Thai red curry paste is paramount for authentic-tasting Thai cuisine, and though it can be difficult to find in a regular grocery store, there are many alternatives. Substitute the basic ingredients to make a quick version, or spend a little bit more time to make an authentic paste that can be stored for later use. Green or yellow Thai curry paste can make an acceptable substitute, too, if you aren't worried about the color.
Red, Green and Yellow
When it comes to Thai curry pastes, there isn't actually much difference between the different colors -- the main ingredients in each paste are the same and variations in color come from extra spices added. Red curry paste is so because of the red chilies it contains and the use of cilantro roots instead of leaves; green gets it's hue from green chili peppers and the addition of cilantro tops and green chile leaves and yellow's golden glow hails from turmeric. The different colored pastes are traditionally used in different curries with distinctive main ingredients, explaining the variation of tastes. An easy substitution for Thai red curry paste is to simply use a different color of paste.
A Speedy Alternative
This quick fox won't have the subtle innuendos of authentic Thai red curry paste, but it covers the major flavors and is a good substitute in a pinch. In a blender or food processor, or with a mortar and pestle, blend chopped lemon grass, fresh ginger root, garlic cloves and shallots or onions into a fine paste. Add cayenne pepper or any dried red chile to taste. Adjust your final dish for spiciness and salt -- most curry pastes contain fish sauce or paste that contributes extra saltiness.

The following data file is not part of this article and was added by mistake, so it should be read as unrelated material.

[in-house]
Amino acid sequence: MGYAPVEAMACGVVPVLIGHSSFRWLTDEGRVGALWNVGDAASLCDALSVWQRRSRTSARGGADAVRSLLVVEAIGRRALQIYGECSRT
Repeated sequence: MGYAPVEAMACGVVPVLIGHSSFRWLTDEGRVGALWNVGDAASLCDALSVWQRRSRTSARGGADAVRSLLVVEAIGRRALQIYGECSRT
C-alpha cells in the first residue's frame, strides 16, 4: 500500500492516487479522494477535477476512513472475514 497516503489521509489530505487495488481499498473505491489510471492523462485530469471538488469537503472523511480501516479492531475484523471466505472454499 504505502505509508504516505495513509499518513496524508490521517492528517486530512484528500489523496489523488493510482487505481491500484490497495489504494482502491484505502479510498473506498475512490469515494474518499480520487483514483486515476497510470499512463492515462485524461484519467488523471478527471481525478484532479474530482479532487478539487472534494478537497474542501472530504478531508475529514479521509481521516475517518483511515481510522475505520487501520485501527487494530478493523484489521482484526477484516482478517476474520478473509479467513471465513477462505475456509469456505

If time is not a factor and grocery store ingredients don't limit you, consider making your own Thai red curry paste. In a food processor, blender or mortar, blend chopped galangal or ginger, chopped garlic and sliced lemongrass. Add shallots, shrimp paste or fish sauce and a kafir lime leaf. Next, add whole spicy red chiles, or substitute paprika to cut some of the spiciness. Dress it up with a teaspoon of coriander, cilantro, cumin or black pepper.
Tips and Tricks
Soy sauce or a mixture of lemon juice and salt can be used in place of shrimp paste for a vegetarian alternative. Regular lime or lemon leaves can be used in place of kafir lime leaves. Homemade or store bought paste, once opened, will keep in the fridge for up to two weeks. Paste can be frozen in user-friendly sizes -- think small scoops on wax paper. Freeze until solid, then move to a small baggie and keep frozen until ready to use. Curry paste kept in this way can be kept for up to a year, then added directly to the recipe from its frozen state.
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Kimberly Blough is a food junkie residing in San Diego who began writing professionally in 2013. She obtained her Bachelor of Arts in geography from San Diego State University in 2003 and has taught culinary classes in various capacities since 2005. She teaches cheesemaking workshops and lives on a small hobby farm where she turns the food they grow into delectable dishes.
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